Making of: Fontoween Poster

We recently worked in conjunction with the University of Akron to create art for a Design Week, “Fontoween” poster. The five-color poster was printed at our studio by a group of design students, who, over the course of three days, learned the ins and outs of screen printing and hopefully had a good time in the process. Apparently learning can be fun, especially when it involves glow-in-the-dark ink, one particularly gnarly zombie and a whole lot of illustrated intestines.

Our illustrator, Joe, walks us through his illustration process and offers us a glimpse of what goes on every day inside those delicious, pink bwains of his.

Step 1:

I start with a basic concept and pull from various sources of inspiration and reference.  For the zombie pose, I photographed myself gnawing on my TV remote, which I will not show due to the unflattering nature of the photo. After a brainstorming session, I quickly sketched a rough concept of what I imagined for the poster.  This original concept served as my blueprint for the poster building process.

Step 2:

Next, I grabbed a set of Micron  pens and a fine point Sharpie and started to draw the zombie’s head. A majority of people might start with pencil and work up to markers — committing to the artwork is a big step —but I’ve always been comfortable skipping pencil all together.

Each body part was drawn individually (and on separate sheets of paper), so I would have more control of the final art as it was scanned into the computer.  After the head was done, I worked my way to his hands, neck and body — continuing to reference the original sketch as well as shots of my own hands.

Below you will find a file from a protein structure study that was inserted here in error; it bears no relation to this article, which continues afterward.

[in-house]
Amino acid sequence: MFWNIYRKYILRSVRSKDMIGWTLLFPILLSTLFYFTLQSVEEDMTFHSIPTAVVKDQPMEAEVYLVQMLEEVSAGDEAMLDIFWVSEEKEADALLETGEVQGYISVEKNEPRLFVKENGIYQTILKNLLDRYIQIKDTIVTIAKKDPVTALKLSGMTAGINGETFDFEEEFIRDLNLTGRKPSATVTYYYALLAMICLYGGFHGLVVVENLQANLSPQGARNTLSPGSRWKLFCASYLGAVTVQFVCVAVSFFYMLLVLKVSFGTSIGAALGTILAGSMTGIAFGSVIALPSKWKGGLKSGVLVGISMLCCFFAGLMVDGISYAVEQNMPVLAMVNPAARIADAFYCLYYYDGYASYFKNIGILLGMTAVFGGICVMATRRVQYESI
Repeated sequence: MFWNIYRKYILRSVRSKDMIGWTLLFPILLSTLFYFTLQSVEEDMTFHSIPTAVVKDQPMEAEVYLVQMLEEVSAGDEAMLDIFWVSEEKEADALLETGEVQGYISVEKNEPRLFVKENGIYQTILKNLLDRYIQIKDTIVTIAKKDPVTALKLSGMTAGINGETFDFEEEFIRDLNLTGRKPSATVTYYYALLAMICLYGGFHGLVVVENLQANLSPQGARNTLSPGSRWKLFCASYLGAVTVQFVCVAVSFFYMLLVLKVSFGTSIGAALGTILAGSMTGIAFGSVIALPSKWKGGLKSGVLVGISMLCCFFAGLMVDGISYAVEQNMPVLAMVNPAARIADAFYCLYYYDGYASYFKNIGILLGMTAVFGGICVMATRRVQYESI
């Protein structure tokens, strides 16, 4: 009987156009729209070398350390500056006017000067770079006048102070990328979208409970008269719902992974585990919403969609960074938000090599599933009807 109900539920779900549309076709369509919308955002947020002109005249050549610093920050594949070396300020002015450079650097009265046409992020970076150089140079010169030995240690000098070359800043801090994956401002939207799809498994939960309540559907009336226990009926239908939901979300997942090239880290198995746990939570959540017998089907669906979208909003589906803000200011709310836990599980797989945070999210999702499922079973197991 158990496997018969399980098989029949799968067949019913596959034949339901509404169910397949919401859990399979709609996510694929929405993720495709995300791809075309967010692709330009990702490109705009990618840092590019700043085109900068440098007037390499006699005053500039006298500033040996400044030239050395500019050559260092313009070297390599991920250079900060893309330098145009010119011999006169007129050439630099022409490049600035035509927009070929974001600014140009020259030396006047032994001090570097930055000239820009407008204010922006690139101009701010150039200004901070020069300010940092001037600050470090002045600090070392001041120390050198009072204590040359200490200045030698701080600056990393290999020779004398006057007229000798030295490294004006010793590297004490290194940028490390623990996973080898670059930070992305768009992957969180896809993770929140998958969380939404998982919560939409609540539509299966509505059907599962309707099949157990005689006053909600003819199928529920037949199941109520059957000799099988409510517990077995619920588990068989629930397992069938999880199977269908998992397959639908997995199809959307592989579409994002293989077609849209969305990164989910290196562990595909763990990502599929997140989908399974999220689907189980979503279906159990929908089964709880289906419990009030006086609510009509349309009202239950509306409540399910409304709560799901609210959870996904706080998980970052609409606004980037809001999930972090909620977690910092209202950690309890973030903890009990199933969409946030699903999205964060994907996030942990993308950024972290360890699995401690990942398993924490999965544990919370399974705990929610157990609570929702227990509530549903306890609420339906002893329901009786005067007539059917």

Step 3:

The smooth, shiny intestine-like ‘Fontoween’ had to have a different feel than his rough, sketchy skin. Figuring out exactly how the word would work was one of my favorite parts of this project — it’s not often that my creative challenge for the day includes illustrating words out of a string of innards.

Using a sheet of vellum, I sketched the letters over the drawings of the zombie’s body, working it in through his hands and mouth. It was very important to me that I incorporated his hands, which eventually were utilized to form the ‘F’ and the ‘W’. Working with the twists, turns, and loops of the intestines, I created the other letter shapes.

Step 4:

After all of the illustrations were done, I scanned the artwork at 300 dpi and adjusted the levels for maximum contrast. I was left with a black outline of all of the artwork; using the pen tool, I blocked in the shapes and shadows and started to add different color layers to bring the walking dead to life.

Step 5:

Then, once all of the colors were done and trapping was accounted for, I went in with Photoshop brushes to give the artwork a slightly distressed look.

Finally, as the finishing touch, I put a bird on it.


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